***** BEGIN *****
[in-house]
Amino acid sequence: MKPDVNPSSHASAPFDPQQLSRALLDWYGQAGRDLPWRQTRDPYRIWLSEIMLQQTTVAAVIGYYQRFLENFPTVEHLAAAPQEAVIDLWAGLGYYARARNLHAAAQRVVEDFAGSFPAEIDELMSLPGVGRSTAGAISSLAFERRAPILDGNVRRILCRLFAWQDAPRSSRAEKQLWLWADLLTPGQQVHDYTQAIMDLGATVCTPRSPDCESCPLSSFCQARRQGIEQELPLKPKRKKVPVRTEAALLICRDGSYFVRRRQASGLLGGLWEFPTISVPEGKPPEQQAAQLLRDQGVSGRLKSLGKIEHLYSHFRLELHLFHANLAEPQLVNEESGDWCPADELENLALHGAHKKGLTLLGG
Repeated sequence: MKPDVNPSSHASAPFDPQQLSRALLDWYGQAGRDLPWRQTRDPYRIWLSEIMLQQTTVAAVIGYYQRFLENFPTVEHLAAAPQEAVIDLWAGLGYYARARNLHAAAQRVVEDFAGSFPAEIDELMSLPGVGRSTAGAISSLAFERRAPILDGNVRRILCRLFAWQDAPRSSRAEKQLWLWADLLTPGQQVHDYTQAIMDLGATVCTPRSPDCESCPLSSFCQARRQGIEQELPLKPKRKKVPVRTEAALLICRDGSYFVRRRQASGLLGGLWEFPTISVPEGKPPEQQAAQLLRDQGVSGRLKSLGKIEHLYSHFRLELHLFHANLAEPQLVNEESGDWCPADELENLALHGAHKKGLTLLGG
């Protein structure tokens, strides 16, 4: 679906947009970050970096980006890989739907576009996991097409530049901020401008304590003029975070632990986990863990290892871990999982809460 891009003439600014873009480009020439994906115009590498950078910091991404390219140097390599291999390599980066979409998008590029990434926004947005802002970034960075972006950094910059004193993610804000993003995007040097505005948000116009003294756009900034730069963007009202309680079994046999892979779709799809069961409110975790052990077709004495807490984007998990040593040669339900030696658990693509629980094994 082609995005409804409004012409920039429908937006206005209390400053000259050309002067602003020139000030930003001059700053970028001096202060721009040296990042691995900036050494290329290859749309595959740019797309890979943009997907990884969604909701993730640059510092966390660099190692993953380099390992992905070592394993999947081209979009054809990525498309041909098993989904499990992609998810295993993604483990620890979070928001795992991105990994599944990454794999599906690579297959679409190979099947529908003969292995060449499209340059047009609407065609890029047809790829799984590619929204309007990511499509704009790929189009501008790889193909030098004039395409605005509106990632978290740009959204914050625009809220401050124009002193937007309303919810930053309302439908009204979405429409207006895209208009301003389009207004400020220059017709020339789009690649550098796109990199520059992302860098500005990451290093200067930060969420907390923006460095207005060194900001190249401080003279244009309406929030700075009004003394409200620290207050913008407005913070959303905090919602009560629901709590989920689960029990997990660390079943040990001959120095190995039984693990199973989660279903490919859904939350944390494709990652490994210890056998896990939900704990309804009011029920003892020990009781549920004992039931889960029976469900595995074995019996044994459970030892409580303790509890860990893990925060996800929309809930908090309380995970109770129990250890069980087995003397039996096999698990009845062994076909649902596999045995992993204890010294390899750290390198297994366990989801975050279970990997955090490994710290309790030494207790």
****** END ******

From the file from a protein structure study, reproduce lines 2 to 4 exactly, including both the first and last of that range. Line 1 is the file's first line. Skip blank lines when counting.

Amino acid sequence: MKPDVNPSSHASAPFDPQQLSRALLDWYGQAGRDLPWRQTRDPYRIWLSEIMLQQTTVAAVIGYYQRFLENFPTVEHLAAAPQEAVIDLWAGLGYYARARNLHAAAQRVVEDFAGSFPAEIDELMSLPGVGRSTAGAISSLAFERRAPILDGNVRRILCRLFAWQDAPRSSRAEKQLWLWADLLTPGQQVHDYTQAIMDLGATVCTPRSPDCESCPLSSFCQARRQGIEQELPLKPKRKKVPVRTEAALLICRDGSYFVRRRQASGLLGGLWEFPTISVPEGKPPEQQAAQLLRDQGVSGRLKSLGKIEHLYSHFRLELHLFHANLAEPQLVNEESGDWCPADELENLALHGAHKKGLTLLGG
Repeated sequence: MKPDVNPSSHASAPFDPQQLSRALLDWYGQAGRDLPWRQTRDPYRIWLSEIMLQQTTVAAVIGYYQRFLENFPTVEHLAAAPQEAVIDLWAGLGYYARARNLHAAAQRVVEDFAGSFPAEIDELMSLPGVGRSTAGAISSLAFERRAPILDGNVRRILCRLFAWQDAPRSSRAEKQLWLWADLLTPGQQVHDYTQAIMDLGATVCTPRSPDCESCPLSSFCQARRQGIEQELPLKPKRKKVPVRTEAALLICRDGSYFVRRRQASGLLGGLWEFPTISVPEGKPPEQQAAQLLRDQGVSGRLKSLGKIEHLYSHFRLELHLFHANLAEPQLVNEESGDWCPADELENLALHGAHKKGLTLLGG
């Protein structure tokens, strides 16, 4: 679906947009970050970096980006890989739907576009996991097409530049901020401008304590003029975070632990986990863990290892871990999982809460 891009003439600014873009480009020439994906115009590498950078910091991404390219140097390599291999390599980066979409998008590029990434926004947005802002970034960075972006950094910059004193993610804000993003995007040097505005948000116009003294756009900034730069963007009202309680079994046999892979779709799809069961409110975790052990077709004495807490984007998990040593040669339900030696658990693509629980094994 082609995005409804409004012409920039429908937006206005209390400053000259050309002067602003020139000030930003001059700053970028001096202060721009040296990042691995900036050494290329290859749309595959740019797309890979943009997907990884969604909701993730640059510092966390660099190692993953380099390992992905070592394993999947081209979009054809990525498309041909098993989904499990992609998810295993993604483990620890979070928001795992991105990994599944990454794999599906690579297959679409190979099947529908003969292995060449499209340059047009609407065609890029047809790829799984590619929204309007990511499509704009790929189009501008790889193909030098004039395409605005509106990632978290740009959204914050625009809220401050124009002193937007309303919810930053309302439908009204979405429409207006895209208009301003389009207004400020220059017709020339789009690649550098796109990199520059992302860098500005990451290093200067930060969420907390923006460095207005060194900001190249401080003279244009309406929030700075009004003394409200620290207050913008407005913070959303905090919602009560629901709590989920689960029990997990660390079943040990001959120095190995039984693990199973989660279903490919859904939350944390494709990652490994210890056998896990939900704990309804009011029920003892020990009781549920004992039931889960029976469900595995074995019996044994459970030892409580303790509890860990893990925060996800929309809930908090309380995970109770129990250890069980087995003397039996096999698990009845062994076909649902596999045995992993204890010294390899750290390198297994366990989801975050279970990997955090490994710290309790030494207790």